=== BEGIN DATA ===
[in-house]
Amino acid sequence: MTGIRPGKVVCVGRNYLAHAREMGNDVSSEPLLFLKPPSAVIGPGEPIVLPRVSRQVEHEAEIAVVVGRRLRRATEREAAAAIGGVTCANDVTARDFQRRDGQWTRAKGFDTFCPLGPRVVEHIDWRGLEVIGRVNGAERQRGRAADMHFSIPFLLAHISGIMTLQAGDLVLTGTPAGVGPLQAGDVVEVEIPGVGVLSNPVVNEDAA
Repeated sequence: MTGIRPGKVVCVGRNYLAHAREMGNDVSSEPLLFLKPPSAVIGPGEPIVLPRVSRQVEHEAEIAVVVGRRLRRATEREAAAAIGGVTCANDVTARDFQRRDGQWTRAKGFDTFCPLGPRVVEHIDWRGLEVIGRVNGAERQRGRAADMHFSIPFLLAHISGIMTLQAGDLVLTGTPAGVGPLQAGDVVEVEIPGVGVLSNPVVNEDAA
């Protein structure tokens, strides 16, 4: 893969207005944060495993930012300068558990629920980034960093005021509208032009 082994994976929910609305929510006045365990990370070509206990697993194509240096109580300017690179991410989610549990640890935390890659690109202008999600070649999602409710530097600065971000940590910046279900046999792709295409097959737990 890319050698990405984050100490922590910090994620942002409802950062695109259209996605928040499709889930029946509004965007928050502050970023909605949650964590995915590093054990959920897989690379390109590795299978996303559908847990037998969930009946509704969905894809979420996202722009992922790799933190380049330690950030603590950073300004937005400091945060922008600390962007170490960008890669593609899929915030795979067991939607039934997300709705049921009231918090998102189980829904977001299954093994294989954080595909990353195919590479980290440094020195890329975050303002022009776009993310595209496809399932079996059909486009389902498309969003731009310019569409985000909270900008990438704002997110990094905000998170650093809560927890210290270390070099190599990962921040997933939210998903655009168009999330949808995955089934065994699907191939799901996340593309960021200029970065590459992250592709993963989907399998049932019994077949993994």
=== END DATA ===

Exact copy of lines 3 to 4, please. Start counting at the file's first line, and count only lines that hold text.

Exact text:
Repeated sequence: MTGIRPGKVVCVGRNYLAHAREMGNDVSSEPLLFLKPPSAVIGPGEPIVLPRVSRQVEHEAEIAVVVGRRLRRATEREAAAAIGGVTCANDVTARDFQRRDGQWTRAKGFDTFCPLGPRVVEHIDWRGLEVIGRVNGAERQRGRAADMHFSIPFLLAHISGIMTLQAGDLVLTGTPAGVGPLQAGDVVEVEIPGVGVLSNPVVNEDAA
């Protein structure tokens, strides 16, 4: 893969207005944060495993930012300068558990629920980034960093005021509208032009 082994994976929910609305929510006045365990990370070509206990697993194509240096109580300017690179991410989610549990640890935390890659690109202008999600070649999602409710530097600065971000940590910046279900046999792709295409097959737990 890319050698990405984050100490922590910090994620942002409802950062695109259209996605928040499709889930029946509004965007928050502050970023909605949650964590995915590093054990959920897989690379390109590795299978996303559908847990037998969930009946509704969905894809979420996202722009992922790799933190380049330690950030603590950073300004937005400091945060922008600390962007170490960008890669593609899929915030795979067991939607039934997300709705049921009231918090998102189980829904977001299954093994294989954080595909990353195919590479980290440094020195890329975050303002022009776009993310595209496809399932079996059909486009389902498309969003731009310019569409985000909270900008990438704002997110990094905000998170650093809560927890210290270390070099190599990962921040997933939210998903655009168009999330949808995955089934065994699907191939799901996340593309960021200029970065590459992250592709993963989907399998049932019994077949993994």